Me: You too, and great job as always, Jeff. I will have you back here for week four next Sunday. Oh, one more thing, what do you think of this story? Red Sox pitcher Bedard served child support papers by Yankee fan at Fenway Park.

Jeff: Yeah, I saw that a few days ago. I'm sure the guy serving papers wore Yankee stuff just to add to the pain, like a true douche bag Yankee fan would.

Me: Okay, now for some sad news.

Dolores Hope
May 27, 1909 - September 19, 2011
What an amazing life and career. During her working days she... well, really nothing. But in terms of her philanthropy, nobody could have... wait, nothing. But there is no denying her fierce dedication to... hmm. OK. Whatever. She was married to Bob.
Tom Wilson 
August 1, 193 – September 16, 2011
How Ziggy met his demise:

... or maybe it was this one:

...come to think of it, the littlle bald-headed pantsless guy sure seemed to be at death's door quite a bit:

Okay, for today's top ten list, I have a guest. A few weeks ago I was surfing the net, and I came across a Top 8 List that is about my dad written by Patrick Cassels from So, I thought I would invite Patrick to the Phile, ask him a few questions and then post his top eight list. So, kids, please welcome to the Phile... Patrick Cassels.

Me: Patrick, how long have you been writing for

Patrick: I started writing for them freelance when I was still in college, and they brought me aboard as a writer full-time in 2007.

Me: How did you decide to write a top 8 list like this?

Patrick: I like '70s rock, specifically prog rock like Rush and Supertramp. Foghat's a little more bluesy but they're also great and they have one of those wonderful, weird prog-rock names. I feel like those names are often cool because they're so ambiguous and abstract, so I started thinking how awkward it would be if a lead singer tried to literalize it. And "foghat's" was the silliest example of this I could think of. Actually, a year or so ago I saw Rush at Jones Beach and there witnessed a sort of real-life version of this. Between two of the band's songs these women came out and moved passed Gedy Lee holding big pitchers of beer. They weren't waitresses or anything. Lee, who I guess planned this, winks at the audience and said, "I've heard of Moving Pictures, but this is ridiculous!" I love Rush but am aware they're a little dorky.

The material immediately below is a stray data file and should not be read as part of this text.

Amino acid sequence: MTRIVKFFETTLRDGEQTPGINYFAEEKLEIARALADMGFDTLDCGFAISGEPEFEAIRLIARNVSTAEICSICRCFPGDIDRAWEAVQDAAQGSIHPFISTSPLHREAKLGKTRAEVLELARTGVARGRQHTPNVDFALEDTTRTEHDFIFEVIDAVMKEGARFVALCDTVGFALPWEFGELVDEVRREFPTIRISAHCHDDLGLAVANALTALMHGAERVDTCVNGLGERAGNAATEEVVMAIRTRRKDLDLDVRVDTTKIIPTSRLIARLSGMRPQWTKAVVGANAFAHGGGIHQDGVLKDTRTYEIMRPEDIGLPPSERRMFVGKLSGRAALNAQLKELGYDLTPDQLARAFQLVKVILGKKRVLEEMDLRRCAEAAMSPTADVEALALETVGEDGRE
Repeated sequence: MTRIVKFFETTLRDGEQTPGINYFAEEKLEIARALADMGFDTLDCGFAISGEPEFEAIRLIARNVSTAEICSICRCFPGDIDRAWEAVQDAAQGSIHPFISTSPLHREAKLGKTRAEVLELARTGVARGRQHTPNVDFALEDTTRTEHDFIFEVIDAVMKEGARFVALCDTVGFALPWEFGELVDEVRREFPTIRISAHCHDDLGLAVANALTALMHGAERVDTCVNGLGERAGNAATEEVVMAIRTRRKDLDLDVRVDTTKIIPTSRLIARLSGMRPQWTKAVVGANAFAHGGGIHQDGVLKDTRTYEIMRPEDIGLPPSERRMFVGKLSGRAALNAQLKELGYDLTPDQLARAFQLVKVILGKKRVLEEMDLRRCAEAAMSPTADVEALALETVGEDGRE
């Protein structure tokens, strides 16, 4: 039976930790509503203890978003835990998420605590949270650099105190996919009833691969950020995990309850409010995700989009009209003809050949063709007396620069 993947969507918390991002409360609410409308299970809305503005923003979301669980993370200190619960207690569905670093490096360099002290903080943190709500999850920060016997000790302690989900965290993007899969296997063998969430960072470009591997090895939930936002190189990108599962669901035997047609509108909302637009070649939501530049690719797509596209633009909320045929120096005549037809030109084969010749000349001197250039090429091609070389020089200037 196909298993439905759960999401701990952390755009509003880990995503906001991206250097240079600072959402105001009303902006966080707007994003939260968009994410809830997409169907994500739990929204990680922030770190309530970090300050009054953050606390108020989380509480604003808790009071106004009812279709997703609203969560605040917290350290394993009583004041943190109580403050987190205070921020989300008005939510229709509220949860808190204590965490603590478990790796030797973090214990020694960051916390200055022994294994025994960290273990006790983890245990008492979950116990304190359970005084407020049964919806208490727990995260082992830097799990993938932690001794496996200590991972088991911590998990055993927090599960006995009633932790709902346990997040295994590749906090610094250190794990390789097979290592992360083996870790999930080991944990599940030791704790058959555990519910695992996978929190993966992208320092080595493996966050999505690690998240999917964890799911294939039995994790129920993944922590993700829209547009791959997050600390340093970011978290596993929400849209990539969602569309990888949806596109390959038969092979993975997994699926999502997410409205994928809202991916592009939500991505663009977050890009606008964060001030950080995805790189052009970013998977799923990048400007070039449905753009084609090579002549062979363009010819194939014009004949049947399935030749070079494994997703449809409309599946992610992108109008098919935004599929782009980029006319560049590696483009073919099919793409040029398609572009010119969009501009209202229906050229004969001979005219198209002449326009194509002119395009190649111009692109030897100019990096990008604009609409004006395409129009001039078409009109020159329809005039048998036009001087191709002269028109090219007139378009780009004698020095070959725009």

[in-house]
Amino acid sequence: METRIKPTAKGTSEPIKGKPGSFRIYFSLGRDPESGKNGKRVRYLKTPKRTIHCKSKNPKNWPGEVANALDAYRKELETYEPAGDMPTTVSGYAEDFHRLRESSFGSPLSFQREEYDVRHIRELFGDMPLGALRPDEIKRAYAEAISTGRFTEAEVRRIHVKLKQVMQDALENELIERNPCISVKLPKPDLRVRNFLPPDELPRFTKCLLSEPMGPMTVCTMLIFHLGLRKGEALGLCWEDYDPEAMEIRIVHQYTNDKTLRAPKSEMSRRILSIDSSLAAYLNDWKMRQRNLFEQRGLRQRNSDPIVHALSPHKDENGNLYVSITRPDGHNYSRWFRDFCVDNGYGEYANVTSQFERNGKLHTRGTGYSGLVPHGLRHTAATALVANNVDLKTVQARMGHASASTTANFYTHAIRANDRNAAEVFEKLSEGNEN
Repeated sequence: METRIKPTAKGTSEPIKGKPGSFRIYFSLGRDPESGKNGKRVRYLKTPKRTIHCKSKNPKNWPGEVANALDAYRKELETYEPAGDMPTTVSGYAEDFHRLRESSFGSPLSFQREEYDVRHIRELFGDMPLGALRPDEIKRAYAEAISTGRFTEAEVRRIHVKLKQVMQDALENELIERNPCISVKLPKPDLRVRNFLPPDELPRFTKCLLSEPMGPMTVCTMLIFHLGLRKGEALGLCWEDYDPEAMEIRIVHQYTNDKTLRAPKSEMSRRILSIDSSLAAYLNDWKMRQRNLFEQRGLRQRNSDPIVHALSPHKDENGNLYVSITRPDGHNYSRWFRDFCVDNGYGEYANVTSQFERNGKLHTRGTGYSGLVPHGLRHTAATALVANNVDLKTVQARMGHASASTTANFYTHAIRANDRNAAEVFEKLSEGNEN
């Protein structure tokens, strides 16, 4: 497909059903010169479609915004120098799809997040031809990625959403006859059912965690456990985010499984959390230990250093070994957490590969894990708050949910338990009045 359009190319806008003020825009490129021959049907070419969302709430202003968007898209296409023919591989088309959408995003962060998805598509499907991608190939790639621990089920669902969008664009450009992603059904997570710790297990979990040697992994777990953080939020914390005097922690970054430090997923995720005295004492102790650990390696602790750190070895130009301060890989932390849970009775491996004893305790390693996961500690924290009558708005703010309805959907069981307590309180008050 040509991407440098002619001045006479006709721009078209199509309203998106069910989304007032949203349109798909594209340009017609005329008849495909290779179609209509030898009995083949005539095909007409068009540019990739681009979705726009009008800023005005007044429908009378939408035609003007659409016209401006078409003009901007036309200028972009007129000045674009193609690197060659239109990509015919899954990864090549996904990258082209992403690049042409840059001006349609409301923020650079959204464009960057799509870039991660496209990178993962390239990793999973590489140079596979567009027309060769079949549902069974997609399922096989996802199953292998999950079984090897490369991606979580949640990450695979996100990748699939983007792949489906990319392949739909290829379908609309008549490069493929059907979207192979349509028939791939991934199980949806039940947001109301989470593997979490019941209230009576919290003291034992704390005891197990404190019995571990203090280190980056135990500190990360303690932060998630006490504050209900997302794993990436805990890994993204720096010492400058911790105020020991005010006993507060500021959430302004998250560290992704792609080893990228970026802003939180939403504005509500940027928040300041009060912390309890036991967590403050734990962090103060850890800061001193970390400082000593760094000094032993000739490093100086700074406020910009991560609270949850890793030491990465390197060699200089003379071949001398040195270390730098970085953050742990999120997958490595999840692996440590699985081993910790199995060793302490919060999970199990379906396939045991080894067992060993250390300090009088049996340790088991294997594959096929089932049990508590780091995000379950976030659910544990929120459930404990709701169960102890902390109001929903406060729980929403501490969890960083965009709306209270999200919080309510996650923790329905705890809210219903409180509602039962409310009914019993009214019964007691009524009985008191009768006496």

Me: Why not a top ten? We need two more.

Patrick: I think I ran out of creative ways to make fog. Fog machine, dry ice, humidity... I didn't want to repeat myself. Also, I ran out of silly hats.

Me: Okay, Patrick, I take it you went to college. What college did you go to?

Patrick: I went to SUNY Purchase.

Me: Do you have a Twitter account that Phile readers can follow you at?

Patrick: Sure, @patrick_cassels.

Me: Alright, let's get to your top ten... I mean top eight list.

Eight Actual "Fog-Hats" that Foghat Lead Singer Dave Peverett Could Have Worn on Stage.
8. A sombrero filled with dry ice.
7.  A fedora fitted with a small ventilation system around the brim, attached through tubing to a backstage fog machine preset to go off during the chorus of “Slow Ride”.
6. A traditional Cherokee rain-dance headdress.
5. A foam dome stocked with a pair of ice-cold Coors Lights that produce vapor as they rapidly thaw from the body heat of Peverett’s dancing.
4. An official crew baseball cap from the set of John Carpenter’s 1980 horror film “The Fog”.
3.  A Yarmulke cut from a bed of tropical moss, raising the relative humidity around Peverett to 100 percent.
2. A top hat-shaped cloud of fog continuously encircled around Peverett’s head in a matrix of low-frequency sonic pulses emanating from Tony Stevens’s powerful bass guitar.
And the number one actual "Fog-Hats" that Foghat Lead Singer Dave Peverett Could Have Worn on Stage...
1. A standard men’s bowler cap (They’re huge in London.)

Okay, today's guest was a member of Wild Cherry and Molly Hatchet and for the last twelve years served as Foghat's lead guitarist. He was my dad's best friend and a close family friend of the Peverett's. This is a huge honor to have him on my 400th entry. Please welcome to the Phile... Bryan Bassett.

Me: Hello, Bryan, welcome to the 400th entry of the Phile. So, how are you?

Bryan: Congratulations on your 400th Phile! Wow, that's a lot of writing. Thank you for having me be the person you interview for this milestone. I and my family are doing well. It has been quite a difficult year for me personally. As you know my 18 year old daughter Melissa passed away this past October due to complications from Cystic Fibrosis. She was the apple of my eye and such a beautiful person we will miss her forever. But my wife and I have two more beautiful girls to care for and with the support of friends and family we are moving ahead with a positive attitude. On the musical side of things Foghat had a great year, we enjoy playing together more than ever and are really pleased with our latest release "Last Train Home".